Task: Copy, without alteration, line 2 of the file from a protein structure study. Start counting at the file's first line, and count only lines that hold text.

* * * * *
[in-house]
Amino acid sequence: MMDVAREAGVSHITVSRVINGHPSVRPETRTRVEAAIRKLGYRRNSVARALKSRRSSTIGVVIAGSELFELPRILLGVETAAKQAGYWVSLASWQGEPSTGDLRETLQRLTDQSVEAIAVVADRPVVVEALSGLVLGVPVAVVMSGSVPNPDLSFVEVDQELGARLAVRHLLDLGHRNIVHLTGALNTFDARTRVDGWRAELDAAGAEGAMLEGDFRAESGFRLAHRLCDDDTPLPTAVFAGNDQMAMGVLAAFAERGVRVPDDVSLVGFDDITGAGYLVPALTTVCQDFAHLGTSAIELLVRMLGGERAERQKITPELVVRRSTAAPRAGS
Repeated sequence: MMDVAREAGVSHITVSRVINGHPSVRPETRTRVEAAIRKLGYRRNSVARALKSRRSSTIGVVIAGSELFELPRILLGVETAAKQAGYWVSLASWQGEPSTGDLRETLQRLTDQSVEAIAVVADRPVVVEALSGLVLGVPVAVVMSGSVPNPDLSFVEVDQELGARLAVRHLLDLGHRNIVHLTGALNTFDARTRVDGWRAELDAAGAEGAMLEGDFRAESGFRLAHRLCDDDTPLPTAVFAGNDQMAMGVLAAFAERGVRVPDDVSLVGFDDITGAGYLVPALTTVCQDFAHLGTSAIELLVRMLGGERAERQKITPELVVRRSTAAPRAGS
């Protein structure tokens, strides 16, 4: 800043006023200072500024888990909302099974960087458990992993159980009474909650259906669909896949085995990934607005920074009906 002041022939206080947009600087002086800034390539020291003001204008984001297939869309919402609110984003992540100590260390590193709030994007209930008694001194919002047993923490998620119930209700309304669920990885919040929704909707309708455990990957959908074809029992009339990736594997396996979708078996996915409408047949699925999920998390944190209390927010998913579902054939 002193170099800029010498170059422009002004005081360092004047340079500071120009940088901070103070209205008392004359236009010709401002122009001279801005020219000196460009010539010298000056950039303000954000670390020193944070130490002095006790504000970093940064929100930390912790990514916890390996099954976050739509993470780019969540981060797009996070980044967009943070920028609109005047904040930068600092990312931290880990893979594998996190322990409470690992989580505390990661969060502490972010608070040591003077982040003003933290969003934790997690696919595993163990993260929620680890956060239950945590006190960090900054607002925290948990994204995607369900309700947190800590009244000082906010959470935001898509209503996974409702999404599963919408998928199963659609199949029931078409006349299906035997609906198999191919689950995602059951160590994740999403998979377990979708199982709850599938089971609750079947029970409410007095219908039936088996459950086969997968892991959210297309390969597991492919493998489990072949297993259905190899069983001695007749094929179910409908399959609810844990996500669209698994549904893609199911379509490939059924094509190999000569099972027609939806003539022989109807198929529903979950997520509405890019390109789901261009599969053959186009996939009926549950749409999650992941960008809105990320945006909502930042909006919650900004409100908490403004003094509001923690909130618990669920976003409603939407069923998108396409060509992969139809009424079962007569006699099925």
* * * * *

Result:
Amino acid sequence: MMDVAREAGVSHITVSRVINGHPSVRPETRTRVEAAIRKLGYRRNSVARALKSRRSSTIGVVIAGSELFELPRILLGVETAAKQAGYWVSLASWQGEPSTGDLRETLQRLTDQSVEAIAVVADRPVVVEALSGLVLGVPVAVVMSGSVPNPDLSFVEVDQELGARLAVRHLLDLGHRNIVHLTGALNTFDARTRVDGWRAELDAAGAEGAMLEGDFRAESGFRLAHRLCDDDTPLPTAVFAGNDQMAMGVLAAFAERGVRVPDDVSLVGFDDITGAGYLVPALTTVCQDFAHLGTSAIELLVRMLGGERAERQKITPELVVRRSTAAPRAGS